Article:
The Company recognizes revenue when (or as) it satisfies a performance obligation by transferring promised goods or services to its customers. The good or service is considered transferred when the customer gains control of the good or service. Control of an asset refers to the ability to direct the use of and obtain substantially all of the remaining benefits from the asset. Control also means the ability to prevent other entities from directing the use of and receiving the benefit from, a good or service. If control transfers over time, revenue will be recognized over time in a manner depicting The Company’s performance in transferring control of the good or service. If control transfers at a point in time, revenue will be recognized at that point.
Per ASC 606-10-25-27, transfer of control occurs over time if one of the following criteria is met:
a. The customer simultaneously receives and consumes the benefits provided by the entity’s performance as the entity performs
b. The entity’s performance creates or enhances an asset that the customer controls as the asset is created or enhanced
c. The entity’s performance does not create an asset with an alternative use to the entity (e.g., the ability to sell the asset to a different customer), and the Company has an enforceable right to a proportionate amount of payment if the customer were to terminate the contract. Generally, our professional services meet this condition as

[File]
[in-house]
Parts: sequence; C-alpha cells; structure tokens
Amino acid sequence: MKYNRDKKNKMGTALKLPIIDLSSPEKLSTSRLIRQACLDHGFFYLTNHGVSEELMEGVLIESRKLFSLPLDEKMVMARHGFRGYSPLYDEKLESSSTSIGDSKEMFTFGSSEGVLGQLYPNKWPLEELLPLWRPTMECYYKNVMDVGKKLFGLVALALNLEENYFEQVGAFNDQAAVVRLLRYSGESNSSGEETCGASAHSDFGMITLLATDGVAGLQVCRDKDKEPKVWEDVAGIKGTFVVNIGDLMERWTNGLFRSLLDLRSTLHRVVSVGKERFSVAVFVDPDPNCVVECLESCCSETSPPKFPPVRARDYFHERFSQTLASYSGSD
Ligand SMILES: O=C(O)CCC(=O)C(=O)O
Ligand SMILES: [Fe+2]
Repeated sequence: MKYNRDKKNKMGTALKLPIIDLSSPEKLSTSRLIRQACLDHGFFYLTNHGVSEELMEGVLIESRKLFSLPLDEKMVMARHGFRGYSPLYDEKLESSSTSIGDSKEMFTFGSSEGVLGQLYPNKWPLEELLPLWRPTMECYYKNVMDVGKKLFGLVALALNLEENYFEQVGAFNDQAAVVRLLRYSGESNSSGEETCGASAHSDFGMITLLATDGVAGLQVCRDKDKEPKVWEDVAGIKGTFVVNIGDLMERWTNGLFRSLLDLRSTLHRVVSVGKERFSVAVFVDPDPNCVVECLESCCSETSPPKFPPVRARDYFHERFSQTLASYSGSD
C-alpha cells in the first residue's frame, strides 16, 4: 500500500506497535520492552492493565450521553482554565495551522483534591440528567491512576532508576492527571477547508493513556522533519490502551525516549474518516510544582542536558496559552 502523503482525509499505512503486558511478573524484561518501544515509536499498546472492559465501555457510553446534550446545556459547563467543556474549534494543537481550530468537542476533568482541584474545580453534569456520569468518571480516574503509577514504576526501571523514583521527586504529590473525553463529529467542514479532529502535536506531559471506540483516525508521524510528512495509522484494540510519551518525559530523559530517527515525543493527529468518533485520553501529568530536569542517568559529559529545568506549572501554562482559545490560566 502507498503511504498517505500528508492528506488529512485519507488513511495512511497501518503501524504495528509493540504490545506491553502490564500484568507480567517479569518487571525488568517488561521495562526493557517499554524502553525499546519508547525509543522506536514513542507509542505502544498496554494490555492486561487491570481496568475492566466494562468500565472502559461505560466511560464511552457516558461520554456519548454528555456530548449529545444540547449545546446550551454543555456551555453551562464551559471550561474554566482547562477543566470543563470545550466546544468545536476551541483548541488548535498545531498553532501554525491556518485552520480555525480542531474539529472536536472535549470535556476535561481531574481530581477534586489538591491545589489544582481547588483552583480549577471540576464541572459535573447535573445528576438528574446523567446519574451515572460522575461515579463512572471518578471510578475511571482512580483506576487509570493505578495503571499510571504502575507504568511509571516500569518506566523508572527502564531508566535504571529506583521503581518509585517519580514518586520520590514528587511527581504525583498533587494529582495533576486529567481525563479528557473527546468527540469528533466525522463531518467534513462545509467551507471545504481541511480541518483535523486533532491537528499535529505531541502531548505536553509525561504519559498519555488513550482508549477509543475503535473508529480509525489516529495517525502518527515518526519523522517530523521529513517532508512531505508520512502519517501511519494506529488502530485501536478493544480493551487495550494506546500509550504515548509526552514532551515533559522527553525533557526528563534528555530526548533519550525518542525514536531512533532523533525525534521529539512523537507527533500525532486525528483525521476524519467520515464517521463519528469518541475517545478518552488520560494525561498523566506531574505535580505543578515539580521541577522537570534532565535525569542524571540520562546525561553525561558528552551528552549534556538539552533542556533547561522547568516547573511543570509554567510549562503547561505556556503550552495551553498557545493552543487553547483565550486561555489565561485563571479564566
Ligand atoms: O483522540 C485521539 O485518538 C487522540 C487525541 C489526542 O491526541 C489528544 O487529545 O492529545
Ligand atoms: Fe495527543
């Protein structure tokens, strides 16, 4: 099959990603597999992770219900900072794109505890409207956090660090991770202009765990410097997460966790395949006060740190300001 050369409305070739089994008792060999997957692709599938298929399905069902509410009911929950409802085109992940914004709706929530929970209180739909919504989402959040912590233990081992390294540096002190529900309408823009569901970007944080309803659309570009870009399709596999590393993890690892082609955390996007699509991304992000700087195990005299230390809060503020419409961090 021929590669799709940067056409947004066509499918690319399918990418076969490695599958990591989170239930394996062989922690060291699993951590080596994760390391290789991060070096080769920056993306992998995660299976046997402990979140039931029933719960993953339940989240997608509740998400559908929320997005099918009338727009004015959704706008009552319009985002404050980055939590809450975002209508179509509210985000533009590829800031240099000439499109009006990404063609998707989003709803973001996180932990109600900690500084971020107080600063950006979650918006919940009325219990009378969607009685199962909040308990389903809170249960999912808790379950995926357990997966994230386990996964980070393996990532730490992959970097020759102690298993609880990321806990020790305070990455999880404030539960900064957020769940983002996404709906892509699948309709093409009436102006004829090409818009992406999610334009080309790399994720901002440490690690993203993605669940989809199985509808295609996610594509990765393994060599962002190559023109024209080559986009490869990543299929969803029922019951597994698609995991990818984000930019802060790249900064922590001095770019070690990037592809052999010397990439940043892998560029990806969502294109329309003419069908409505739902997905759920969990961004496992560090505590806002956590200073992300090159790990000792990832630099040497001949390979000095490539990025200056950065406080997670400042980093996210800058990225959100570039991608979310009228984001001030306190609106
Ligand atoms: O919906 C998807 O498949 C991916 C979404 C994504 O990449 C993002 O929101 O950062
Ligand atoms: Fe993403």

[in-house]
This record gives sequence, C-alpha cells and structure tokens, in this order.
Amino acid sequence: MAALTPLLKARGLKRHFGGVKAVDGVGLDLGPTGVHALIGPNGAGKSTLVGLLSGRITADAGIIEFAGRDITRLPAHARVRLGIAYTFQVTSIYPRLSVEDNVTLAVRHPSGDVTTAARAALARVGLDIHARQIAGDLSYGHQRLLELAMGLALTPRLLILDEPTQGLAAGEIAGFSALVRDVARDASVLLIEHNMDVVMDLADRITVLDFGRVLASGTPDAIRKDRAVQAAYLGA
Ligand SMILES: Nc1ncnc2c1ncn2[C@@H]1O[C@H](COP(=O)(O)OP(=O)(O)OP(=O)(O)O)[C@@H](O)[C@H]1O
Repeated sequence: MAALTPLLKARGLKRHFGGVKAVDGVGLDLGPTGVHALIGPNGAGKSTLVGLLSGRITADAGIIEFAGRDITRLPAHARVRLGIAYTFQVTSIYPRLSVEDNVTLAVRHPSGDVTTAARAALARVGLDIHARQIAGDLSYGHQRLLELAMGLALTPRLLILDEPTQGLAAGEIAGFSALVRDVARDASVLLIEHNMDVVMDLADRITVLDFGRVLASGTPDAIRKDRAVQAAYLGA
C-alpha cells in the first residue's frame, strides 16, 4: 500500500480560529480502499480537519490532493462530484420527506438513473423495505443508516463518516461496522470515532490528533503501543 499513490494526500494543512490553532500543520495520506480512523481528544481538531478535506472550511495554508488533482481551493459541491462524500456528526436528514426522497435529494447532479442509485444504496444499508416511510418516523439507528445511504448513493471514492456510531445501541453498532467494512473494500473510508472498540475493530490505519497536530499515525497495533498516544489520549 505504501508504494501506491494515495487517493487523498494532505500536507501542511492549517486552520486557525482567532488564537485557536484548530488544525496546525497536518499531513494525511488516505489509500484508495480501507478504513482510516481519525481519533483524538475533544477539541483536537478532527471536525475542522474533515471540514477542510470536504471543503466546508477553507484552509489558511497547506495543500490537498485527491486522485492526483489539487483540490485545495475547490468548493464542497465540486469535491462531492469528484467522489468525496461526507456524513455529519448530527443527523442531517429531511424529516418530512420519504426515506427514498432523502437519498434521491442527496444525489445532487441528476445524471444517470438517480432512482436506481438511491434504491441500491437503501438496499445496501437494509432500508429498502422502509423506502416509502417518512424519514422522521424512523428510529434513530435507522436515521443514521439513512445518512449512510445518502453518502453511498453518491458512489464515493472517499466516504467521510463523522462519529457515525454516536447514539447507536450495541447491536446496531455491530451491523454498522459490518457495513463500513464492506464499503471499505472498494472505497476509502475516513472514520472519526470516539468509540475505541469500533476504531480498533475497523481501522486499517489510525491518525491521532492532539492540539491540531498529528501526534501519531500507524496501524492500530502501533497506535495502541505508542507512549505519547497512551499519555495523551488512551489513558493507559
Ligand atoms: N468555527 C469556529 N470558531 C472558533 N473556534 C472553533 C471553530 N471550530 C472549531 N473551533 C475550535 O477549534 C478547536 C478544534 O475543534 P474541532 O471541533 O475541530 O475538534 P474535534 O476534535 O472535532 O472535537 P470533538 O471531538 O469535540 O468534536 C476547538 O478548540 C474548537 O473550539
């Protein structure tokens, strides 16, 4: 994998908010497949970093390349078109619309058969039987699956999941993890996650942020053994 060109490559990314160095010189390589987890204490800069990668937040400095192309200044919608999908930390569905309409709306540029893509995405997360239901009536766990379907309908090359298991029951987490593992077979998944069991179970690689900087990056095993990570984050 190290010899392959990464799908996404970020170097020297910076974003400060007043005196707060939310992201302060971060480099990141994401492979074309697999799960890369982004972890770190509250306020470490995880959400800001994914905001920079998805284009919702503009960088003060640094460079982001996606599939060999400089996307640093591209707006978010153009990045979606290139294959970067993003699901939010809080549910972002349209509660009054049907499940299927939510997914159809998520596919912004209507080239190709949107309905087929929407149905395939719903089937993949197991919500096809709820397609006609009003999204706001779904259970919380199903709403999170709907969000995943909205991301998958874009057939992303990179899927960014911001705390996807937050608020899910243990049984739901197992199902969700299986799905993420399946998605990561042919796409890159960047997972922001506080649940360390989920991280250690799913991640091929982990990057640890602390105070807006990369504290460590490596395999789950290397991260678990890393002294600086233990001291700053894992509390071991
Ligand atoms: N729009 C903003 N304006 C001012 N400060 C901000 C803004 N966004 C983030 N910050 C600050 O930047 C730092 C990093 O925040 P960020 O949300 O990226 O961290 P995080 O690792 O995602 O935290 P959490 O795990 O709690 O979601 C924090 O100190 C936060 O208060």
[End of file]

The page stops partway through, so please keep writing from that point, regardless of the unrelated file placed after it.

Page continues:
I. the nature of our professional services are generally customized to our customer’s specific requests and needs, and
II. these services are not transferable to other customers (i.e., they provide value to the Company.
The customer receives and consumes the benefits as the entity performs if another entity would not need to substantially re-perform the work completed to date to satisfy the remaining obligations. The fact that another entity would not have to re-perform work already performed indicates that the customer receives and consumes the benefits throughout the arrangement.
If a performance obligation is not satisfied over time it is satisfied at a point-in-time. Per ASC 606-10-25-30, indicators of transfer of control that would likely result in point-in-time revenue recognition include:
a) The Company has a present right to payment for the asset
b) The customer has legal title to the asset
c) The Company has transferred physical possession of the asset
d) The customer has the significant risks and rewards of ownership of the asset
e) The customer has accepted the asset.
The following table summarizes how the Company transfers control for each performance obligation based on the above guidelines.